Tony Blair has made millions since leaving Downing Street.
Sir Alistair Graham: "The first principle for MPs is selflessness". Ho ho.
The programme approached more than 20 MPs. Ten agreed to meet the "company" -Anderson Perry.
Sir John Butterfill offered company his CV at the start of the meeting.
The programme quotes David Cameron saying lobbying is the next big scandal waiting to happen.
Butterfill: "I can organise a meeting in a minister's office or possibly ... he could come to you."
Said he could arrange a meeting with David Cameron.
Asks for more than £30,000 per year for sitting on the company's board.
Margaret Moran, for it is she. Keen to take paid work from "Anderson Perry".
Boasts of her contacts with special advisers.
Ready to start at once: "I'm free now."
She has not voted in Parliament in May and has not been seeing her constituents because of bad health. The programme was told by her office that she was too ill to see constituents.
So she is a liar.
Stephen Byers coming up. "I'm a bit like a cab for hire."
Since resigning from the cabinet he has developed a high-flying business career.
Already working as a consultant while an MP.
"I do a bit of work for Rio Tinto." Neither that interest nor the one with National Express is registered.
How much would he expect? "Between three and five thousand a day." "Sometimes I can charge more."
Tony Blair's earnings since leaving government have reached an estimated £20m.
Byers says he may be able to get Blair along for a drink.
Ooh look, it's Robert Maclennan.
Since the last election 46 minsters have been approved to work in private sector. Almost half work in areas they used to be responsible for.
Patricia Hewitt works for BT, Boots, Barclays and BUPA.
"I'm interested in taking on another major board position."
Robert Maclennan was against her being allowed to take up certain posts as a former minister. He is on the body that oversees such matters - The Advisory Committee on Business Appointments.
How easy is it to arrange meetings with ministers and civil servants? "It is very doable."
- Use a think tank - sponsor a seminar "and for your money you get to sit next to the minister".
- Sponsoring events at a party conference
- Straightforward invitation
- Meet them via your presence in the constituency.
Back to Stephen Byers. The general election is a great time to see civil servants.
Boasts that he helped National Express get out of its East Coast Mainline franchise without high penalties or losing its other franchises. He spoke to Andrew Adonis ("you have to keep this very confidential") on their behalf.
They agreed Adonis would talk tough in public but National Express would get off lightly - i.e. the would not abide by the contract they signed.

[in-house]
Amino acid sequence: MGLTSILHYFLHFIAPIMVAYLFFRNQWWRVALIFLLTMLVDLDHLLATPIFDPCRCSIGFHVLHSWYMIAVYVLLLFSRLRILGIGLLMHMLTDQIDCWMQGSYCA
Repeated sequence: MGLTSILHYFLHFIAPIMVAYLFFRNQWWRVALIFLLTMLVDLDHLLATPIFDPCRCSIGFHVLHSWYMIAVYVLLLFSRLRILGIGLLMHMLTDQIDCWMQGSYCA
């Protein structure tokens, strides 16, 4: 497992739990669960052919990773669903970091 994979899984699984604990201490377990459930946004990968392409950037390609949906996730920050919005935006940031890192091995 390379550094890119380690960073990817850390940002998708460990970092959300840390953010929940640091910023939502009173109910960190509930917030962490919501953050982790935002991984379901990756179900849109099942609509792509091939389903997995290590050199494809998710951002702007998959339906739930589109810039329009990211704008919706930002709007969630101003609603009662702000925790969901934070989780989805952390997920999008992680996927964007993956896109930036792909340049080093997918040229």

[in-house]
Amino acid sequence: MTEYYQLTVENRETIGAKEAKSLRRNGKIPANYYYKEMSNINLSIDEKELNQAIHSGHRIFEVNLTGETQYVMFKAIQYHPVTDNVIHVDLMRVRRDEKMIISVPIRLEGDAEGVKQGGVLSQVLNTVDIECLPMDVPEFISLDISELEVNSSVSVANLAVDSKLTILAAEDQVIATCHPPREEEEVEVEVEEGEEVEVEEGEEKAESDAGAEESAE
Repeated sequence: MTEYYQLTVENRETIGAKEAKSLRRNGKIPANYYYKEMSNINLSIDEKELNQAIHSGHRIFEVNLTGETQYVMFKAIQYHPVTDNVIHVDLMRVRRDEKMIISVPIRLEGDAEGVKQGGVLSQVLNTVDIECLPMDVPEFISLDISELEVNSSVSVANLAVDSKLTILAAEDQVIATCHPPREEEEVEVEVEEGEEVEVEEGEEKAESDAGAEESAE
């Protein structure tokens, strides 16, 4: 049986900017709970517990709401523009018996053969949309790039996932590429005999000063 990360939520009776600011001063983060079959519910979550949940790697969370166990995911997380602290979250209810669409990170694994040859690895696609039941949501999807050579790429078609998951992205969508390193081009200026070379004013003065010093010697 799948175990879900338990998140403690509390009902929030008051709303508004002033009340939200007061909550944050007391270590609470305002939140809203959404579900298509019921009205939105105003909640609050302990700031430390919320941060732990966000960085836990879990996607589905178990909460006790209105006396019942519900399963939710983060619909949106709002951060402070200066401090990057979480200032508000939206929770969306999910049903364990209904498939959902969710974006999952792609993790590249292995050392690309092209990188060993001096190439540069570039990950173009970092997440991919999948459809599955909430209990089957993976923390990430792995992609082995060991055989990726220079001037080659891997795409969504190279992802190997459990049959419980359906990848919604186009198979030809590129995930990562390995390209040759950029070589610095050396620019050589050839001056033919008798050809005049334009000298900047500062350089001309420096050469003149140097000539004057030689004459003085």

Now Tesco. Hilary Benn wanted to chose food labelling. Tesco rang Byers to get it stopped. He rang Peter Mandelson to complain about it. Mandelson got it delayed then amended.
Byers later emailed to say he had not spoken to either Mandelson or Adonis. Tesco and the Department of Transport both also said no such exchanges had taken place.
It seems his defence was that he was lying.
Coming next: Byers on defence.
Looking forward to translating his contacts into a way of making money.
Now Baroness Sally Morgan.
Gets £135,000 for jobs outside politics.
The programme had hired offices where Tony Blair first hired them after leaving No, 10.
Sally Morgan asks £5,000 per day.
She knows lots of senior civil servants because they worked at No. 10 when they were younger.
She can have conversations with people and push the direction of policy travel without lobbying.
Offers to put the company in touch with ministers. "I do anything as long as I am reasonably transparent about it."
She has interested in diabetes treatment but did not declare them when asking a Lords question.
She helped an educational charity win a £50m government contract.
Back to Sir John Butterfill.
"It is quite likely that I will go to the Lords." Perhaps less likely now.
"It gives me another string to my bow, as far as you are concerned."
That got that wrong. Geoff Hoon does not have a constituency home. His seat is in Nottinghamshire and he lives in Derby. Southern journalists do not understand Midland geography.
"I do not want to be seen to leave politics and then go back as some sort of lobbyist."
Still has Ministry of Defence contacts that might prove useful to clients.
He is helping American firms take over European companies.
£3000 a day "seems about right". After parliament is dissolved, "I am yours." Offers to chair the board.
All very depressing. As far as what the MPs doing is unobjectionable, that should be part of the job they are paid to do.
Byers' only defence is that he lied to the TV people. And can't Margaret Moran be prosecuted for something?